As I’ve been writing my novel, I’ve been developing characters to hang like ornaments along the continuing plot threads I’m working on. Unfortunately, there have been a few “ornaments” that ended up more two-dimensional than three-dimensional–they were characters which somehow lacked humanity, even as hard as I tried to inject it into their dialogue and actions.
Well, they lacked humanity, that is, until I figured out a little more unconventional way to think about the situation.
The Problem: A Flat Not-So-Minor Character
This post all started as I was writing the most recent episode in my novel, which involves a female character who behaves very nastily toward my hero pretty much all the time. The nasty behavior was just fine–it worked well in the subplot and I was okay with it overall. But as I kept writing and revising, I kept thinking, “Even I don’t understand why this character is behaving this way…and I’m the one writing her!”
This character lacked humanity, the three-dimensional nature I was looking for, because her actions were not understandable. She was just a really flat character, which would have been okay if she didn’t appear quite so much in these few chapters of the novel. But since she was in a lot of scenes, so to speak, I wanted to make sure the character was worth reading about. (In some cases, the conflict between this character and my hero was almost boring because of this!)
The Solution: Getting Into Her Head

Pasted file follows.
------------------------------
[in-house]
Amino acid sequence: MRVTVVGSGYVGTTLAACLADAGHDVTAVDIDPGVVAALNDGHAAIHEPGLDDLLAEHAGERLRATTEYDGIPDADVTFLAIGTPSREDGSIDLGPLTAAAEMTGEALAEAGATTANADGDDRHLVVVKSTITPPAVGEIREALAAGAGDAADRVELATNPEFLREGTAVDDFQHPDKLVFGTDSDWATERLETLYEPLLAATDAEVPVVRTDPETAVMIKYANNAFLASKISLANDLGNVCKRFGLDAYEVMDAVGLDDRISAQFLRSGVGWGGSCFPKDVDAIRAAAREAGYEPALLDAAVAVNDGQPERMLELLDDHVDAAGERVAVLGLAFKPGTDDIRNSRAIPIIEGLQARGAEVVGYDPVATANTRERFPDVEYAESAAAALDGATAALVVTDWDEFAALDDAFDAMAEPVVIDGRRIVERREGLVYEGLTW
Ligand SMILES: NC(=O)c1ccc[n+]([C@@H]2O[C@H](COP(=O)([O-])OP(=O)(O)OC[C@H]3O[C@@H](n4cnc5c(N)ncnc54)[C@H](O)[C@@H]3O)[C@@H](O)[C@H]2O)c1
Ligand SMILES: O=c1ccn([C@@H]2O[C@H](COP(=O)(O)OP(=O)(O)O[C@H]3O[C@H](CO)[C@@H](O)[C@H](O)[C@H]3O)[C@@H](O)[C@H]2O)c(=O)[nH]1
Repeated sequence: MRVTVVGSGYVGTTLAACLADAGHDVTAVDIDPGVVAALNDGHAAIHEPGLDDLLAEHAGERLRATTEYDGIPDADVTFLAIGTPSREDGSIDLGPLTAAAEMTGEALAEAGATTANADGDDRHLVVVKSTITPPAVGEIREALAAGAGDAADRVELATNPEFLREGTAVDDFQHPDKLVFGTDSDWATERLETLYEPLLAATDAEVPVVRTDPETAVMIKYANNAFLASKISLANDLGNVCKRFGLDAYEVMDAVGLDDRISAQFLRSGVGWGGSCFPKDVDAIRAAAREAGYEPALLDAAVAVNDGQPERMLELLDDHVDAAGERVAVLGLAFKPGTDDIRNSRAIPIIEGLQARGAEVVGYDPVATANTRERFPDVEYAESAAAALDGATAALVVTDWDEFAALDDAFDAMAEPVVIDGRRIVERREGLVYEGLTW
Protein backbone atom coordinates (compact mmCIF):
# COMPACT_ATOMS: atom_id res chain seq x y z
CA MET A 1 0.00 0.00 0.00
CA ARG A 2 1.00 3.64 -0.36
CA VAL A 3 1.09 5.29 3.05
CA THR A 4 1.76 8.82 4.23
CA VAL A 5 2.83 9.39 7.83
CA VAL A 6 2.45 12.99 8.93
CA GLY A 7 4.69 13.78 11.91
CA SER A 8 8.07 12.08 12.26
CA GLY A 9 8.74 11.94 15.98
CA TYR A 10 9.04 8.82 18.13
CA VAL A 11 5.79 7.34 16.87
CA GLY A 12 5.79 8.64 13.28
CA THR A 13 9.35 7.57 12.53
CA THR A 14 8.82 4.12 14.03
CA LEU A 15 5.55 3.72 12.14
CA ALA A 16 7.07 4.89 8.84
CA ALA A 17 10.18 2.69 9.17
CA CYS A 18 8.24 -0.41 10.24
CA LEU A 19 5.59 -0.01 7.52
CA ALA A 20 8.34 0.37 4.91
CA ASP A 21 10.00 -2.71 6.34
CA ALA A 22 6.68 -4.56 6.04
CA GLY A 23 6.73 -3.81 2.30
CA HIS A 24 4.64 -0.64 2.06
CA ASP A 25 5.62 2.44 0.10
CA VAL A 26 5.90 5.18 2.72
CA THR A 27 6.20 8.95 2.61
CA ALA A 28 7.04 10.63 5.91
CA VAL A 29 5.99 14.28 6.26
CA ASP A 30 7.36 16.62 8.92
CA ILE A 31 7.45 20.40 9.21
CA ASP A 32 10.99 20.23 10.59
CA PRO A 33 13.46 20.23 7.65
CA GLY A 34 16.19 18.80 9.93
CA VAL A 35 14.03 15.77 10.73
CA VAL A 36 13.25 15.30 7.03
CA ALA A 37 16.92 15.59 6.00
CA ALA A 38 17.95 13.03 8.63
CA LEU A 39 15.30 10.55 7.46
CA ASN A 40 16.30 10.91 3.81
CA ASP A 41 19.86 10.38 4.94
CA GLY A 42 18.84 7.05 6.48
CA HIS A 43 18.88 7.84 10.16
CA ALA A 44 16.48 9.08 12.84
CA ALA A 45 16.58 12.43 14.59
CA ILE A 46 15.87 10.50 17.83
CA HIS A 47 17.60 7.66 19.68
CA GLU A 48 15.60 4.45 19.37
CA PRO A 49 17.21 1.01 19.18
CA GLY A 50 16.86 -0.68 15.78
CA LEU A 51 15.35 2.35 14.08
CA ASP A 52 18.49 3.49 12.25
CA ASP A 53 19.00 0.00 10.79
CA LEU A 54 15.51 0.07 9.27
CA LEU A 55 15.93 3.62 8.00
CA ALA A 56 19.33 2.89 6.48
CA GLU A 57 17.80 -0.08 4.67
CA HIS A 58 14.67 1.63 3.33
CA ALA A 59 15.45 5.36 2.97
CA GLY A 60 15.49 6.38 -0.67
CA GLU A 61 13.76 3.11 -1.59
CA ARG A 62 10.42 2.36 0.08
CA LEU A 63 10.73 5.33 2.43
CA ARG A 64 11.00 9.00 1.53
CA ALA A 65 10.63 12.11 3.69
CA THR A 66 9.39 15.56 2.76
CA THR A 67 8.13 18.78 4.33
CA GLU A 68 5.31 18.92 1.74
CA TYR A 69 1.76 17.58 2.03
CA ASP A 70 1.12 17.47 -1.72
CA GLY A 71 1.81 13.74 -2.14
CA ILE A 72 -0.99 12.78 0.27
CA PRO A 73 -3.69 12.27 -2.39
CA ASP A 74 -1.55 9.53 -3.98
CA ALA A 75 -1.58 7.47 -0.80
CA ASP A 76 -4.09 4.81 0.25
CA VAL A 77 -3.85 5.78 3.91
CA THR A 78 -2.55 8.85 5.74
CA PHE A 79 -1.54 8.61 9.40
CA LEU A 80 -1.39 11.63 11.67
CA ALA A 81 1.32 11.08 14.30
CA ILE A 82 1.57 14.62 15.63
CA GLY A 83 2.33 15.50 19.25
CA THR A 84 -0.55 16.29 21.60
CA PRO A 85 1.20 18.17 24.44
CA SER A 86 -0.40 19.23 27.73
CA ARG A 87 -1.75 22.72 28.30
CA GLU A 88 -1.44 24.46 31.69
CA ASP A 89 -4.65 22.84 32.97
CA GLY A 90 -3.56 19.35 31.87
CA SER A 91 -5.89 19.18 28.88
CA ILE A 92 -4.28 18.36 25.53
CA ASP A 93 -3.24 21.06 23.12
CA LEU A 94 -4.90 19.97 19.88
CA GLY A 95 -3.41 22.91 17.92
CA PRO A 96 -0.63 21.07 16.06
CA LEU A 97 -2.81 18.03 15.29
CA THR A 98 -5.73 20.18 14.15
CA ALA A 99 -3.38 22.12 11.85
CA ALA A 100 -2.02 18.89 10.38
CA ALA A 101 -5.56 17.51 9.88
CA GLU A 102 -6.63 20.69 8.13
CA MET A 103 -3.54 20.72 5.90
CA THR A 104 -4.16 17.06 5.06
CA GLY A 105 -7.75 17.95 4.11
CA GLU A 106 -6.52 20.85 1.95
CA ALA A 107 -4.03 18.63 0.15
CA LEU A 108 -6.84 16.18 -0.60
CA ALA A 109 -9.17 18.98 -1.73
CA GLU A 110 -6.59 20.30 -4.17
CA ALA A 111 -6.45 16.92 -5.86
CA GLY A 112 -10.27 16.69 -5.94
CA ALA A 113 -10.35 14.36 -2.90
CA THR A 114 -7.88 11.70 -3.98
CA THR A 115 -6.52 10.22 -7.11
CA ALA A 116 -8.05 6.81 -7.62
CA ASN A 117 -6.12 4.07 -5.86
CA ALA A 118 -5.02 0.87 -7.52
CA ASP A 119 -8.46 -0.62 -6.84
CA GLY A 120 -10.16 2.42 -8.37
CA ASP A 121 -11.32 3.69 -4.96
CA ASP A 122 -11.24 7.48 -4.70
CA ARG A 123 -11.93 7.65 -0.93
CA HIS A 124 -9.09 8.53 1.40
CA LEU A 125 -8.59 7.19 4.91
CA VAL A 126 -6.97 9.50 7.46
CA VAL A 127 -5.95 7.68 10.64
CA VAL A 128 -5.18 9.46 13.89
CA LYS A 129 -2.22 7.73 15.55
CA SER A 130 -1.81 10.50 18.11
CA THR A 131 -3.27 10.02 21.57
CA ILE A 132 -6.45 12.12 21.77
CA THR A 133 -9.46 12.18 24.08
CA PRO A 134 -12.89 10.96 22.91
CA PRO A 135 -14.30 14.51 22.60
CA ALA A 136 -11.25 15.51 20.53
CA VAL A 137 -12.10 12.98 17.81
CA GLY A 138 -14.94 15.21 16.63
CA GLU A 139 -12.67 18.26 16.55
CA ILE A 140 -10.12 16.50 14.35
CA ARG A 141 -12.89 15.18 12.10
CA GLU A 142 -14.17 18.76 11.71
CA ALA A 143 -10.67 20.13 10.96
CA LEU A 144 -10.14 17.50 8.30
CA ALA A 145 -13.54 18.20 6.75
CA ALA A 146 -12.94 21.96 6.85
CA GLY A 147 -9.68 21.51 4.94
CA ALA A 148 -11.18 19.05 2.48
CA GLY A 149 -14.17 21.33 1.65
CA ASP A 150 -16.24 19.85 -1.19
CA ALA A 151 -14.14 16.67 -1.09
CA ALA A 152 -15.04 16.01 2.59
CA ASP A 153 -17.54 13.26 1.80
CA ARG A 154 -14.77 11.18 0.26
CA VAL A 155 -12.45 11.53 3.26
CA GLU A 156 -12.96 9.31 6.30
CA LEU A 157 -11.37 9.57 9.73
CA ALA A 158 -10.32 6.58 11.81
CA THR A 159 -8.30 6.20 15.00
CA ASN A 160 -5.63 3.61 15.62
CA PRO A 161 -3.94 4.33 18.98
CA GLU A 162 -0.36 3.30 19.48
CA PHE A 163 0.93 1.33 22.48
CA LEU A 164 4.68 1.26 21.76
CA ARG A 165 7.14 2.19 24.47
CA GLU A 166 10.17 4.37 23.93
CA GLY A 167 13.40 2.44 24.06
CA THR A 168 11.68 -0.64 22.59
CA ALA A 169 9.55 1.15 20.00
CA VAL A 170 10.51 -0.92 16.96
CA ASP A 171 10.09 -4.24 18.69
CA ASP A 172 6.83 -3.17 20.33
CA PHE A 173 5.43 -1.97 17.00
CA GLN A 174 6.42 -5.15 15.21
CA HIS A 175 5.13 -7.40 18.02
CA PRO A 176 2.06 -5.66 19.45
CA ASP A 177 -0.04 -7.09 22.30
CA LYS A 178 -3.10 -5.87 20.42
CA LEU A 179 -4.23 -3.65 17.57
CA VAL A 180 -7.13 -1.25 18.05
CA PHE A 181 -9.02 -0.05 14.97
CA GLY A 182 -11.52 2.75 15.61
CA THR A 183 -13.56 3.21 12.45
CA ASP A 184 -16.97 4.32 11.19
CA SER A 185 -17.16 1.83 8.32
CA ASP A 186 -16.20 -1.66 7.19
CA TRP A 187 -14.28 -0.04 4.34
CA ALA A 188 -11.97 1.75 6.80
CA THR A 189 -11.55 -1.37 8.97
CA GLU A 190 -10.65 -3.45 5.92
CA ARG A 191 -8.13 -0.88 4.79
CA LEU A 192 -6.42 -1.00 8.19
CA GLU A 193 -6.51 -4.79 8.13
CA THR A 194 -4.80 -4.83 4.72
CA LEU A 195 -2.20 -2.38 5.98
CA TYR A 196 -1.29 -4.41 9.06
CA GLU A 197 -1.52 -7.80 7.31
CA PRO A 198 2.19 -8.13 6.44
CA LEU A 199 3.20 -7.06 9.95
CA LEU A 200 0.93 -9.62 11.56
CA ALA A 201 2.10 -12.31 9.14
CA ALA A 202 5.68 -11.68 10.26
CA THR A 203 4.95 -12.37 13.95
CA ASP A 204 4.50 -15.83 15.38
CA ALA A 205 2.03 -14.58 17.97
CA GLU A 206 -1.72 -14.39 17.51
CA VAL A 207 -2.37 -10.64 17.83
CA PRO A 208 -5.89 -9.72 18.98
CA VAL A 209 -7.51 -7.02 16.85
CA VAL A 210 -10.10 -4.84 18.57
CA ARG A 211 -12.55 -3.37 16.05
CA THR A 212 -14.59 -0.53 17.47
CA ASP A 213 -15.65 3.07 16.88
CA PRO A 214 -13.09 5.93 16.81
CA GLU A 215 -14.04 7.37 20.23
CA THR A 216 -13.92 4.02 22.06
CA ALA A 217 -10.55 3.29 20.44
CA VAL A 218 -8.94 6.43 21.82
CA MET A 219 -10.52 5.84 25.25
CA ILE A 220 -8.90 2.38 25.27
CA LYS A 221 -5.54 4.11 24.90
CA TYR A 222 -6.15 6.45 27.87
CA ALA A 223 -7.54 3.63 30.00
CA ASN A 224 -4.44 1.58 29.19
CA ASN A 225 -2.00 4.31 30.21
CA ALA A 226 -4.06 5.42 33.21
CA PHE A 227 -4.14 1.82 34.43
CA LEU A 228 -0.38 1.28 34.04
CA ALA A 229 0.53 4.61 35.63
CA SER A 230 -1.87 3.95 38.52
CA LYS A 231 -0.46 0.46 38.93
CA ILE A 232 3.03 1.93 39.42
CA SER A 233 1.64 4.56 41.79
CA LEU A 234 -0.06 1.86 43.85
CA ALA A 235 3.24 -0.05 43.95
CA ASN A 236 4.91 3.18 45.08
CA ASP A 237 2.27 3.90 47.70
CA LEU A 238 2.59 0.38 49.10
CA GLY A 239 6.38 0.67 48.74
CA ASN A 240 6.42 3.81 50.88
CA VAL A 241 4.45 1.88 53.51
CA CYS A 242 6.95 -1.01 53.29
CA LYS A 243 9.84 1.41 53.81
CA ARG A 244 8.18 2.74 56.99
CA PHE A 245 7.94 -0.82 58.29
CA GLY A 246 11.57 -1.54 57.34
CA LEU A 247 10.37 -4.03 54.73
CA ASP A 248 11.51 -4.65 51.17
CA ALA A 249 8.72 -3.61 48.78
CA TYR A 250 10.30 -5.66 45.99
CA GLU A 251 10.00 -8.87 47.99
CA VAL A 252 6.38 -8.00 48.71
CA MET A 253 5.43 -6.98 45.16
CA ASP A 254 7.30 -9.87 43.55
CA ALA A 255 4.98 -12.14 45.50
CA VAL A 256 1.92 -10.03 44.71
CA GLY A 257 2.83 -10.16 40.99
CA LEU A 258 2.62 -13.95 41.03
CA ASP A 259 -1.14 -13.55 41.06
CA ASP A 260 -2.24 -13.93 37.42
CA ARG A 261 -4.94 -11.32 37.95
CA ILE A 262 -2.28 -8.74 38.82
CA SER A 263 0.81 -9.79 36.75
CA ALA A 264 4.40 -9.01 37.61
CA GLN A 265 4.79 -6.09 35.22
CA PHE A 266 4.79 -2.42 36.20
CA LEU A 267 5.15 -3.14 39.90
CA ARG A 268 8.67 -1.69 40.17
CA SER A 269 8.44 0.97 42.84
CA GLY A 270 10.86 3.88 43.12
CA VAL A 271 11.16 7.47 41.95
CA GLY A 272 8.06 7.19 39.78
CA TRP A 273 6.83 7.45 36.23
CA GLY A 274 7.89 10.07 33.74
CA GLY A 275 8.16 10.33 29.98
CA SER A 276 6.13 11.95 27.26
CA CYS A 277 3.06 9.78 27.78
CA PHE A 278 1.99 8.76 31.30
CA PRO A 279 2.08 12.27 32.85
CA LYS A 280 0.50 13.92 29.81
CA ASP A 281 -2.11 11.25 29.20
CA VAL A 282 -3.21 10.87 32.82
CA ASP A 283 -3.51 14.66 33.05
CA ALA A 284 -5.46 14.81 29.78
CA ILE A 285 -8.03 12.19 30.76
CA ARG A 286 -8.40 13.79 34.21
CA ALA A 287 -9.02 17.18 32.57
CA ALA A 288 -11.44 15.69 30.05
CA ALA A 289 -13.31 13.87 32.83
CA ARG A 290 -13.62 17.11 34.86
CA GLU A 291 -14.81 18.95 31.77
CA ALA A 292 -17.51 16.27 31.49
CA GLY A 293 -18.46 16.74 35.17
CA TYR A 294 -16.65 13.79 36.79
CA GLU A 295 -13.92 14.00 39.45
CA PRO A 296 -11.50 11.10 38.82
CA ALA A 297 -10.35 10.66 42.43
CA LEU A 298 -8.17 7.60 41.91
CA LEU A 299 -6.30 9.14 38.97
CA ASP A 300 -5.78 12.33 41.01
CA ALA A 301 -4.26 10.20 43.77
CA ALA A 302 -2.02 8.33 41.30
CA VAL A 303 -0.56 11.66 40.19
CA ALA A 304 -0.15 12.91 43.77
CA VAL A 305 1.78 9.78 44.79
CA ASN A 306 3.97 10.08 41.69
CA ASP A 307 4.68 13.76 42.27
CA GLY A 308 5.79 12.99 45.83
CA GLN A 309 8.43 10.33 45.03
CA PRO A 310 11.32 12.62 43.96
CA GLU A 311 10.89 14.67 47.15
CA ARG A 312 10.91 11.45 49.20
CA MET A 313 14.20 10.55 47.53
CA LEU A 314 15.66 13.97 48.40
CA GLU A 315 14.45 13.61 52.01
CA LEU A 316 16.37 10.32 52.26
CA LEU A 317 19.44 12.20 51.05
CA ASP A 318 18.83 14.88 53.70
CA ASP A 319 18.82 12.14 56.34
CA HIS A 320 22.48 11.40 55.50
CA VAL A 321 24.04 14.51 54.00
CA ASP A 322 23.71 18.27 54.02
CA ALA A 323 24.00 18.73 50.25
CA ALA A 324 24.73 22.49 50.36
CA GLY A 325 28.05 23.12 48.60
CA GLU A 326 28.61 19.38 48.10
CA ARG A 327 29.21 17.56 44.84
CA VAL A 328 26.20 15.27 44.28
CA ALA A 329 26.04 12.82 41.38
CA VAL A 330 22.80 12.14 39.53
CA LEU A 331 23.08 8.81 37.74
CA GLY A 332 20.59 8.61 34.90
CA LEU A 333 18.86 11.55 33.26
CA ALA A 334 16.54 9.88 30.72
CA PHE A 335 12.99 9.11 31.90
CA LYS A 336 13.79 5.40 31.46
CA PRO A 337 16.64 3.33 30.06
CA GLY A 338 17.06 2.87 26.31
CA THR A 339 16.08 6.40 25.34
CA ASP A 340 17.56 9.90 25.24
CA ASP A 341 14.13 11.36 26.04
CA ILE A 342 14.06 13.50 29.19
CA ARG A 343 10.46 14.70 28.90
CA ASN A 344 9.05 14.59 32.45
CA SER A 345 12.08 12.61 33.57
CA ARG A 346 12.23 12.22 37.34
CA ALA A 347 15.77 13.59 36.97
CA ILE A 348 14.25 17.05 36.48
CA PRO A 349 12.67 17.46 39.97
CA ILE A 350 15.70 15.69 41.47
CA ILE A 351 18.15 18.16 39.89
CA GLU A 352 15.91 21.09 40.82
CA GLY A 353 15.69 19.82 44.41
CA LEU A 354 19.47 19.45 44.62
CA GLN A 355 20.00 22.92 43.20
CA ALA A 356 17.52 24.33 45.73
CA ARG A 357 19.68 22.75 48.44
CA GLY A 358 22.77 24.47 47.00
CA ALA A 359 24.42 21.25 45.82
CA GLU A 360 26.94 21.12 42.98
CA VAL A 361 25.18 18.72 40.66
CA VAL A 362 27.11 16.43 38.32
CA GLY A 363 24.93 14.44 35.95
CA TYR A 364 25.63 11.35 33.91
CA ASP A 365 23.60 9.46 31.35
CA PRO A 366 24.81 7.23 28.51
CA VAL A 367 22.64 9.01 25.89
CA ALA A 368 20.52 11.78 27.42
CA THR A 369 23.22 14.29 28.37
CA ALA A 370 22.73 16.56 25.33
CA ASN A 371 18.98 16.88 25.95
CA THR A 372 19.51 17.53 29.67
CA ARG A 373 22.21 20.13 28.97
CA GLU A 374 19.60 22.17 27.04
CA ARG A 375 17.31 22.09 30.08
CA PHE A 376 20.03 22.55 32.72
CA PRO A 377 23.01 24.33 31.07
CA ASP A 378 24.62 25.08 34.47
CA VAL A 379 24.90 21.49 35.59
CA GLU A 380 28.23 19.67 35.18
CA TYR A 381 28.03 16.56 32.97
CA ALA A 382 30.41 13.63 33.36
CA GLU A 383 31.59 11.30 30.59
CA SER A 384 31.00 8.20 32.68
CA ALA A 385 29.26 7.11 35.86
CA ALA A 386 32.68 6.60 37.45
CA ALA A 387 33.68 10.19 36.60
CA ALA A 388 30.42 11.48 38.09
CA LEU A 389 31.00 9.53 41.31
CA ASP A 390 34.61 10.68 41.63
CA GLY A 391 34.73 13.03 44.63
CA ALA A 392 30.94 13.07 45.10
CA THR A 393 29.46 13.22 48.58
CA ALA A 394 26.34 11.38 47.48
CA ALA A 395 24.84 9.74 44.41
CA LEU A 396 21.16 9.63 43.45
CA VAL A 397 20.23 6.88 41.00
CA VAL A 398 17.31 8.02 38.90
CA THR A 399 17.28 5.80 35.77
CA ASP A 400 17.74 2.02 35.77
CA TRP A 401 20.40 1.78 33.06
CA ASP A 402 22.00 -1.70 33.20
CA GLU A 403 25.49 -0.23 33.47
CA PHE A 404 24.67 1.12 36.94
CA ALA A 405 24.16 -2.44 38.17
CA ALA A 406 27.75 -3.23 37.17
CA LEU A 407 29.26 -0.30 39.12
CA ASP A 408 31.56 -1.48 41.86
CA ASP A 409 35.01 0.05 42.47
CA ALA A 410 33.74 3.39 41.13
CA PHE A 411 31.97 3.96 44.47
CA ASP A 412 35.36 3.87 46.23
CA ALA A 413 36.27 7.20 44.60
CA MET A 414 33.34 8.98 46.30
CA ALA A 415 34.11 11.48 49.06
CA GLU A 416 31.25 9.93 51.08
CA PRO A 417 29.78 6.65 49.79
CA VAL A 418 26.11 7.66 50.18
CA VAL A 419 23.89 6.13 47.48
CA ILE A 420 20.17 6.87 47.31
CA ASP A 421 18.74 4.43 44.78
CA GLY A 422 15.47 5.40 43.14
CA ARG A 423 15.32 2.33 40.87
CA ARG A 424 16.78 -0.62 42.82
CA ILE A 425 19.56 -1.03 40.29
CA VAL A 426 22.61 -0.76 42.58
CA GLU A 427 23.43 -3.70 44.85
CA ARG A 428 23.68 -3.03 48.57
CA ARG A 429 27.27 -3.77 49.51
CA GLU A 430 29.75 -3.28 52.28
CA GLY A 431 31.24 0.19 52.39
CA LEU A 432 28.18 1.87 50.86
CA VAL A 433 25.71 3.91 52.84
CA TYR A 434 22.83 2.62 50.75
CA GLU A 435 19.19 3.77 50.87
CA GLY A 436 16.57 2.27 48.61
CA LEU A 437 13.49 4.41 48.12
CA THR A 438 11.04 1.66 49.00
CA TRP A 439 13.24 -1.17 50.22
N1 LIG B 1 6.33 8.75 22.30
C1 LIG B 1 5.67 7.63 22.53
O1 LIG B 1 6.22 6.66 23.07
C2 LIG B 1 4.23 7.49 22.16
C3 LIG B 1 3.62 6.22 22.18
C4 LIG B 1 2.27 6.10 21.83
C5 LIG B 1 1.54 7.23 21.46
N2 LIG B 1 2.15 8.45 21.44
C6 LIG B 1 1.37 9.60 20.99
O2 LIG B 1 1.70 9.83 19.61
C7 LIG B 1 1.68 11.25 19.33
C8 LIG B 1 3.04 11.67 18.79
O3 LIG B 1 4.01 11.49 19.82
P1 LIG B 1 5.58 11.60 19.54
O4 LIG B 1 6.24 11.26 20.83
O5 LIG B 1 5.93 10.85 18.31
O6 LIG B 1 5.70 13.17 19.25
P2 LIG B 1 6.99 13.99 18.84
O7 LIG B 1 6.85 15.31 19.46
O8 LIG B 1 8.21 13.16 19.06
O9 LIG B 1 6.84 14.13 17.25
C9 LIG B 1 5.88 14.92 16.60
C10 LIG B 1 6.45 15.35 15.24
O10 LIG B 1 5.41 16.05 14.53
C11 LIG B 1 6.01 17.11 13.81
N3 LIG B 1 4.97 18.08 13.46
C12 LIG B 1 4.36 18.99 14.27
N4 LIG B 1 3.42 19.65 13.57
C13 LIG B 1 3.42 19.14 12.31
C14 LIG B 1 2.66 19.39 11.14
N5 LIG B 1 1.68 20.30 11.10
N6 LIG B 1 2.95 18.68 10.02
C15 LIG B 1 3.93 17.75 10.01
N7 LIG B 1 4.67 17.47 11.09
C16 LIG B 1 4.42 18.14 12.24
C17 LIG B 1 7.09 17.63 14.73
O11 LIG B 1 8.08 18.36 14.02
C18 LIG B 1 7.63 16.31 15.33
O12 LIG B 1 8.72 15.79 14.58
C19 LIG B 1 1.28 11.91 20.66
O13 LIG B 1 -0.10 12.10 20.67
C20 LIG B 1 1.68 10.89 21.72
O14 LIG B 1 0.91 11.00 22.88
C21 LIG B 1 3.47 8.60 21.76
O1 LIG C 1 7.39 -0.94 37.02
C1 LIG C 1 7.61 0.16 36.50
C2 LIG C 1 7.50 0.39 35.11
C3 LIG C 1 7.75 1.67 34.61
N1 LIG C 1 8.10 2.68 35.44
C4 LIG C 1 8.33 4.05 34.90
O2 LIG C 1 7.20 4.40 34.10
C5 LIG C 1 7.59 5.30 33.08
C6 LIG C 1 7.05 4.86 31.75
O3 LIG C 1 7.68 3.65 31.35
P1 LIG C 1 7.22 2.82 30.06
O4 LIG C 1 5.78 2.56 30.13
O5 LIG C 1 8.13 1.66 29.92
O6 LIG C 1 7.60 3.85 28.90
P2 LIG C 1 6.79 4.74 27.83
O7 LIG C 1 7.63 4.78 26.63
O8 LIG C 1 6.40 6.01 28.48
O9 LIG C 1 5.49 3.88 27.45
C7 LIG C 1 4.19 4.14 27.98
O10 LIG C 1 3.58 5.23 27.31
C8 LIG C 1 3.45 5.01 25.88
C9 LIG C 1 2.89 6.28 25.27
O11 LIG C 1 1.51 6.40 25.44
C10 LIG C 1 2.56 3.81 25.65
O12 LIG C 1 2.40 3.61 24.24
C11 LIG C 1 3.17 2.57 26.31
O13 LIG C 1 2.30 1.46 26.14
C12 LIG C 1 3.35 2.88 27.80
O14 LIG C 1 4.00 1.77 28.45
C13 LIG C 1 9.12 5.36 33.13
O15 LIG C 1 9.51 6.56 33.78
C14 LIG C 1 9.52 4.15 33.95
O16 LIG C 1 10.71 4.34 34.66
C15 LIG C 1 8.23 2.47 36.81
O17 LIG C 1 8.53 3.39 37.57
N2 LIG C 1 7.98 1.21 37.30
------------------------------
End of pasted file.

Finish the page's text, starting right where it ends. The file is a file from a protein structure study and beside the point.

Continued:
I struggled with this for several days…until one night, it hit me, as I kept asking myself “why would this character behave this way?” That was the answer: I needed to see the novel’s events–and my hero–from this character’s perspective! I needed to understand her thought process, her logic, her worldview.
So I quite literally flipped the script on myself, and began to study the unfolding plot through this character’s eyes. How would she view my hero’s introduction to her world? How were her actions and reactions based on her past experiences? More and more details and explanations emerged, as I fleshed out a possible backstory…suddenly, she became a lot more realistic and believable.
My English-professor boyfriend says that what I did was a bit of Deconstruction literary criticism on my own novel, as I imagined the story from several vantage points rather than staying solely focused on my hero’s point of view. Taking the time to develop this character’s backstory and mindset, even though she isn’t a major villain, helped me understand her better and present her as a believable, human character. (I certainly like developing her dialogue more now, even if she is a bit stuck on herself!)
If you’ve got a character who just doesn’t seem “real” enough in your book or short story, try getting into the character’s head, developing their life story a little bit, enough to where you can understand where they’re coming from. Who knows–you might just get a whole new perspective on your own story, and write a better character to boot!